Wednesday, 11 July 2012

Apple has abandoned EPEAT green certification for its computer products

AppleAccording to a report in the Wall Street Journal’s CIO Journal, Apple has withdrawn the EPEAT environmental certification from all its products. Apple apparently asked EPEAT to pull all its 39 certified desktop computers, monitors and laptops off the list of green products.

EPEAT (Electronic Product Environmental Assessment Tool), which was set up with funding from the US Environmental Protection Agency (EPA) and is managed by the Green Electronics Council, is the leader in assessing lifecycle environmental standards. The programme evaluates computers and monitors on more than 50 environmental criteria. The certification has been expanding significantly in recent years, geographically, through global registration alliances and into new product areas. EPEAT now covers 41 countries, 45 participating manufacturers and more than 3,200 environmentally preferable electronic products.

The article suggests that one reason for Apple’s action may be that the company’s designs made it no longer able to comply with the EPEAT requirements. For example, some new MacBook Pro designs were almost impossible to disassemble for effective recycling.


Well this looks like Apple using its foot for target practice.

One of the real strengths of EPEAT is federal acquisition regulations in the US that require federal agencies to purchase at least 95% EPEAT-registered products in relevant categories. Because of this lead, governments outside the US have looked to EPEAT’s certification and the private sector is also increasingly choosing its green label. There is no doubt that this will have some impact on Apple sales, but the company is relying less-and-less on traditional computers and more on phones and tablets, so it probably reckons the financial impact will not be significant.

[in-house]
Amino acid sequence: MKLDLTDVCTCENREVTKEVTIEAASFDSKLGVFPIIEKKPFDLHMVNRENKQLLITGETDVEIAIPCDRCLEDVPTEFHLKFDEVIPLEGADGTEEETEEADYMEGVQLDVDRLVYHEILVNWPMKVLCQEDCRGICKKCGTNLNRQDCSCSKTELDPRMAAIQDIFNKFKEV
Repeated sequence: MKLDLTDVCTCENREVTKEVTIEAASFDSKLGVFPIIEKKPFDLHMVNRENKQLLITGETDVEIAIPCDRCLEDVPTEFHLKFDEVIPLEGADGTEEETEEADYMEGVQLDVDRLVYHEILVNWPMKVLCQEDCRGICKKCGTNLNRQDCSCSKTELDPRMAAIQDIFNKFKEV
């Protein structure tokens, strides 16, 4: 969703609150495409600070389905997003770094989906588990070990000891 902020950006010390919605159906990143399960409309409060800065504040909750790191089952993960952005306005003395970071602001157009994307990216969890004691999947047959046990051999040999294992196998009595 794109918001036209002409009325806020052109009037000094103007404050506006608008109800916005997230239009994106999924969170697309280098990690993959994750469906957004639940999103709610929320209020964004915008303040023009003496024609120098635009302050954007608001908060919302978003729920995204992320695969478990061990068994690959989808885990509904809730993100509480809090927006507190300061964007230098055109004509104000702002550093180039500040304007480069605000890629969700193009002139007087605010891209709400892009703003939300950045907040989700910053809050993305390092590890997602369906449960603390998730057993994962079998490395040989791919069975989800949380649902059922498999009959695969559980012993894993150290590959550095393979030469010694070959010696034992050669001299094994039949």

Apple has had a chequered history of environmental action (search this blog for some examples), often choosing to go its own way, and this decision adds to the mixed messages it sends out. It seems a shame that the company’s great design should be at the expense of the environment, which impacts us all, whether Apple users or not. There will no doubt be a backlash (Greenpeace’s next Guide to Greener Electronics should make interesting reading) probably more outside the US than in its home country, though.

© The Green IT Review

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